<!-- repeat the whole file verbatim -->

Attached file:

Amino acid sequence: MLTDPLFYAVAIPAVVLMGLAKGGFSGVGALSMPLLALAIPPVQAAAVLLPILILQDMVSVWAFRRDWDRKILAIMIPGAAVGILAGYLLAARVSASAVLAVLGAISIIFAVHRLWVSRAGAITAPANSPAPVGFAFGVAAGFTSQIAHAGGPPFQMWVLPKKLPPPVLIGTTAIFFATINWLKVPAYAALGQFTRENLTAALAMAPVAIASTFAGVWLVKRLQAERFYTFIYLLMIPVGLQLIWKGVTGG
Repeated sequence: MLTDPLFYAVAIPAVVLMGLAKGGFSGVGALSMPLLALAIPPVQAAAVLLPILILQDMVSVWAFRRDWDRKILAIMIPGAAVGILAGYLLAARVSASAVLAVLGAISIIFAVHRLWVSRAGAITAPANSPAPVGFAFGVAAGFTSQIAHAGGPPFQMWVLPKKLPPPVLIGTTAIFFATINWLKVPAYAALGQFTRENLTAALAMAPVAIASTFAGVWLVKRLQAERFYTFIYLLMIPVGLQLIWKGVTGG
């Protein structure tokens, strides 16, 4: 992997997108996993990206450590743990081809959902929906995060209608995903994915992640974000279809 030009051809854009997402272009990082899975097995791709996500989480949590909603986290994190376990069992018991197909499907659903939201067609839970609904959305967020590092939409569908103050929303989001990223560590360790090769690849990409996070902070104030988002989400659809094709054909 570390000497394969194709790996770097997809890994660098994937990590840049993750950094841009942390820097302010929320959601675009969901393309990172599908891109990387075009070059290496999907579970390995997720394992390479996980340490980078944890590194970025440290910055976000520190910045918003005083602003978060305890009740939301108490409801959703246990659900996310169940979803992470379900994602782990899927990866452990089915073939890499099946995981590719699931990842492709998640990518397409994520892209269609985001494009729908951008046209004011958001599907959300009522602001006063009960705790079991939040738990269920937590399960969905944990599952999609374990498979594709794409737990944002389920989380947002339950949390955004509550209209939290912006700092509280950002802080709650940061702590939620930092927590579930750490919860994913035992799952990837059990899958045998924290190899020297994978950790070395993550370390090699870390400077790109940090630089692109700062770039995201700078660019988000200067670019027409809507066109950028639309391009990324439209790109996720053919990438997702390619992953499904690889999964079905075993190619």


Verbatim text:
Amino acid sequence: MLTDPLFYAVAIPAVVLMGLAKGGFSGVGALSMPLLALAIPPVQAAAVLLPILILQDMVSVWAFRRDWDRKILAIMIPGAAVGILAGYLLAARVSASAVLAVLGAISIIFAVHRLWVSRAGAITAPANSPAPVGFAFGVAAGFTSQIAHAGGPPFQMWVLPKKLPPPVLIGTTAIFFATINWLKVPAYAALGQFTRENLTAALAMAPVAIASTFAGVWLVKRLQAERFYTFIYLLMIPVGLQLIWKGVTGG
Repeated sequence: MLTDPLFYAVAIPAVVLMGLAKGGFSGVGALSMPLLALAIPPVQAAAVLLPILILQDMVSVWAFRRDWDRKILAIMIPGAAVGILAGYLLAARVSASAVLAVLGAISIIFAVHRLWVSRAGAITAPANSPAPVGFAFGVAAGFTSQIAHAGGPPFQMWVLPKKLPPPVLIGTTAIFFATINWLKVPAYAALGQFTRENLTAALAMAPVAIASTFAGVWLVKRLQAERFYTFIYLLMIPVGLQLIWKGVTGG
């Protein structure tokens, strides 16, 4: 992997997108996993990206450590743990081809959902929906995060209608995903994915992640974000279809 030009051809854009997402272009990082899975097995791709996500989480949590909603986290994190376990069992018991197909499907659903939201067609839970609904959305967020590092939409569908103050929303989001990223560590360790090769690849990409996070902070104030988002989400659809094709054909 570390000497394969194709790996770097997809890994660098994937990590840049993750950094841009942390820097302010929320959601675009969901393309990172599908891109990387075009070059290496999907579970390995997720394992390479996980340490980078944890590194970025440290910055976000520190910045918003005083602003978060305890009740939301108490409801959703246990659900996310169940979803992470379900994602782990899927990866452990089915073939890499099946995981590719699931990842492709998640990518397409994520892209269609985001494009729908951008046209004011958001599907959300009522602001006063009960705790079991939040738990269920937590399960969905944990599952999609374990498979594709794409737990944002389920989380947002339950949390955004509550209209939290912006700092509280950002802080709650940061702590939620930092927590579930750490919860994913035992799952990837059990899958045998924290190899020297994978950790070395993550370390090699870390400077790109940090630089692109700062770039995201700078660019988000200067670019027409809507066109950028639309391009990324439209790109996720053919990438997702390619992953499904690889999964079905075993190619």